Wisdom and Folly, and knowing Which We Do
V-Tog wrote: How much less tiring must it be to admit from the start that we aren’t omniscient? How much more productive for both our own journey and those of others if we can find it in ourselves be vulnerable and open enough to say – not “I am going to teach you this” – but “let’s explore this together?” How much more respect and co-operation arises when instead of decreeing “I know what’s best for you” we ask “what do you need and how can I help"?
I'm not very interested these days in philosophical nature of wisdom. It's a bit useless to me at the end of the day. In agreement of what V-Tog has said in the sermon here, perhaps its more important to ponder on the practical point of what wisdom constructively affects toward the people we're involved in; the way we interact with others and how we contribute to their lives on their level.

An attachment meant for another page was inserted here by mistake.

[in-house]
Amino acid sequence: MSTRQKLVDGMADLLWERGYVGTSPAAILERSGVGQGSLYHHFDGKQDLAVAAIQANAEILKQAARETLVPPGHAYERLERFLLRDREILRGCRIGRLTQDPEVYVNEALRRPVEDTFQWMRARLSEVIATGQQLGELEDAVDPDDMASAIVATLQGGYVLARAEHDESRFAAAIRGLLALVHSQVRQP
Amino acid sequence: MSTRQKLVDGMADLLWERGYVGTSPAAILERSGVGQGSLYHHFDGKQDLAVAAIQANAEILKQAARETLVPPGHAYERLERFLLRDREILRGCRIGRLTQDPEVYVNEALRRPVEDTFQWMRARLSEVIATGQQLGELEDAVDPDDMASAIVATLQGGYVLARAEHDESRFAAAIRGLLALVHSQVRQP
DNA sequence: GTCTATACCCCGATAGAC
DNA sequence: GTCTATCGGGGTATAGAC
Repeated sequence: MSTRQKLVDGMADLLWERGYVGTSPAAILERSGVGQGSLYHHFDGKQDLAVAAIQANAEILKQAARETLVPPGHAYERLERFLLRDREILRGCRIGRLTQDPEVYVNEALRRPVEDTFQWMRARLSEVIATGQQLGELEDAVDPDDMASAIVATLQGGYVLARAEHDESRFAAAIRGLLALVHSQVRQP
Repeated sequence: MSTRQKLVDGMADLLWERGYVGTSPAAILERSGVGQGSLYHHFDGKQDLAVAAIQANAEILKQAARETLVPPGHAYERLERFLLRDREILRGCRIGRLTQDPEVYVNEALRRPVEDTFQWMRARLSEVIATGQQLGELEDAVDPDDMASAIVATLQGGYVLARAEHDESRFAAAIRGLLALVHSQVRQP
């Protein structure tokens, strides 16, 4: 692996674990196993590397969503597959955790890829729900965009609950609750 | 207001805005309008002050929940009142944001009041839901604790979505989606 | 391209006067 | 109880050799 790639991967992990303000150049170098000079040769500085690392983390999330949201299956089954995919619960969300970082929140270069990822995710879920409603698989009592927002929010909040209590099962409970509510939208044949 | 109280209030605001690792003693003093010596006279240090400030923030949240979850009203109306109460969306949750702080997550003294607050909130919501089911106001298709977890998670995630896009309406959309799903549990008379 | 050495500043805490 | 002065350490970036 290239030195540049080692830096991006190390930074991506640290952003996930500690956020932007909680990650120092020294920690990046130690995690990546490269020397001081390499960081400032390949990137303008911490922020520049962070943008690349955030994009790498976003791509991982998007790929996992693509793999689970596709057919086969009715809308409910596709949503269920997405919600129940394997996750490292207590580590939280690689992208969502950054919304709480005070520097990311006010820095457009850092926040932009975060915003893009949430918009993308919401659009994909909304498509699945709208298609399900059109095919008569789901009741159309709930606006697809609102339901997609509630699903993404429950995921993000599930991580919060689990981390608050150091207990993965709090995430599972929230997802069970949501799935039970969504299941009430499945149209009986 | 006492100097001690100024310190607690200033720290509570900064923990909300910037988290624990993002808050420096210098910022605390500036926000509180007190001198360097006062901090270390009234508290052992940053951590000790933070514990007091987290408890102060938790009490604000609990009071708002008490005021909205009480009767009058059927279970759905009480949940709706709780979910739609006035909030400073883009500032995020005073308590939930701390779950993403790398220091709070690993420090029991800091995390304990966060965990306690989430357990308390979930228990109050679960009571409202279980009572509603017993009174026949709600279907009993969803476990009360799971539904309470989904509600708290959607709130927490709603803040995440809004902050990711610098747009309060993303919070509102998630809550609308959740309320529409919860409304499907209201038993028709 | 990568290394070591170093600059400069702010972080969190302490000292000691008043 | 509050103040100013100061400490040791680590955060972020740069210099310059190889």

"Even fools are thought wise if they keep silent, and discerning if they hold their tongues." —Proverbs 17:28
"There is a fine line between insight and insanity." —Me
You will find no truth in me.
Get some fame, people change, wanna live they life high
Same song can't go wrong, if I play the nice guy
(Claim the fame must have changed, now that we became strong)
I remain still the same (why Tu'?), cause it's the same song
TM-JLSpinner Training, Brother-Nakis
Leading to maybe, because of this, the wise person talking about how things seem to them (therefore relating and building a potential for empathy and understanding), rather then judging others... for that would be trying to remove the mask from others, as if they 'must' have a mask, for its their own greatest fear!
Anyway, that is how I see it #witticism